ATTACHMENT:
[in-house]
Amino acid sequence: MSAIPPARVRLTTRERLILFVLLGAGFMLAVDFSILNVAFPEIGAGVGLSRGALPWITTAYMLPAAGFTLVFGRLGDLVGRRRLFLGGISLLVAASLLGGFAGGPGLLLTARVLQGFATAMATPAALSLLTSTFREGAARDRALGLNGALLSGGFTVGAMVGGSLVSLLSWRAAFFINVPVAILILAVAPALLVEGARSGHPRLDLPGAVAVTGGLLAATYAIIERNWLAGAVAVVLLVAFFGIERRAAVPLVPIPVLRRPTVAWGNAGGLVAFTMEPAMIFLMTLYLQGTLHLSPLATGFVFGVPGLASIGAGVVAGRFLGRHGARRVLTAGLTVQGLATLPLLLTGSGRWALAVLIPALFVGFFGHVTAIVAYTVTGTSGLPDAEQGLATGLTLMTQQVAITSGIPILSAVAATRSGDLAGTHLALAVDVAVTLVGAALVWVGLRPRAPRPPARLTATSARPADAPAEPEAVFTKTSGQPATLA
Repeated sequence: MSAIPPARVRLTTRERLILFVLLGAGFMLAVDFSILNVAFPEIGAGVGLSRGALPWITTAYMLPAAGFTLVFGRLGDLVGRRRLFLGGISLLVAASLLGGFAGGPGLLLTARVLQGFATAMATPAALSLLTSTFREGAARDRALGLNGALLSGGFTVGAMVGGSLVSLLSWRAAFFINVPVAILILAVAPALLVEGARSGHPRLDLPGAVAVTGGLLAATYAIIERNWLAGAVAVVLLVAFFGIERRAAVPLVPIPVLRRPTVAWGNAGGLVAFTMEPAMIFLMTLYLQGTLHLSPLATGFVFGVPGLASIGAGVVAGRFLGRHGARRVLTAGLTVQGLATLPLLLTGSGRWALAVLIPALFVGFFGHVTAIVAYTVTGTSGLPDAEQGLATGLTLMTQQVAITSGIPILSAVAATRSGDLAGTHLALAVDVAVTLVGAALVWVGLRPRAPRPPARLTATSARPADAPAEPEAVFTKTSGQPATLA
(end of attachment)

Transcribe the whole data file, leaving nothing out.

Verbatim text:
[in-house]
Amino acid sequence: MSAIPPARVRLTTRERLILFVLLGAGFMLAVDFSILNVAFPEIGAGVGLSRGALPWITTAYMLPAAGFTLVFGRLGDLVGRRRLFLGGISLLVAASLLGGFAGGPGLLLTARVLQGFATAMATPAALSLLTSTFREGAARDRALGLNGALLSGGFTVGAMVGGSLVSLLSWRAAFFINVPVAILILAVAPALLVEGARSGHPRLDLPGAVAVTGGLLAATYAIIERNWLAGAVAVVLLVAFFGIERRAAVPLVPIPVLRRPTVAWGNAGGLVAFTMEPAMIFLMTLYLQGTLHLSPLATGFVFGVPGLASIGAGVVAGRFLGRHGARRVLTAGLTVQGLATLPLLLTGSGRWALAVLIPALFVGFFGHVTAIVAYTVTGTSGLPDAEQGLATGLTLMTQQVAITSGIPILSAVAATRSGDLAGTHLALAVDVAVTLVGAALVWVGLRPRAPRPPARLTATSARPADAPAEPEAVFTKTSGQPATLA
Repeated sequence: MSAIPPARVRLTTRERLILFVLLGAGFMLAVDFSILNVAFPEIGAGVGLSRGALPWITTAYMLPAAGFTLVFGRLGDLVGRRRLFLGGISLLVAASLLGGFAGGPGLLLTARVLQGFATAMATPAALSLLTSTFREGAARDRALGLNGALLSGGFTVGAMVGGSLVSLLSWRAAFFINVPVAILILAVAPALLVEGARSGHPRLDLPGAVAVTGGLLAATYAIIERNWLAGAVAVVLLVAFFGIERRAAVPLVPIPVLRRPTVAWGNAGGLVAFTMEPAMIFLMTLYLQGTLHLSPLATGFVFGVPGLASIGAGVVAGRFLGRHGARRVLTAGLTVQGLATLPLLLTGSGRWALAVLIPALFVGFFGHVTAIVAYTVTGTSGLPDAEQGLATGLTLMTQQVAITSGIPILSAVAATRSGDLAGTHLALAVDVAVTLVGAALVWVGLRPRAPRPPARLTATSARPADAPAEPEAVFTKTSGQPATLA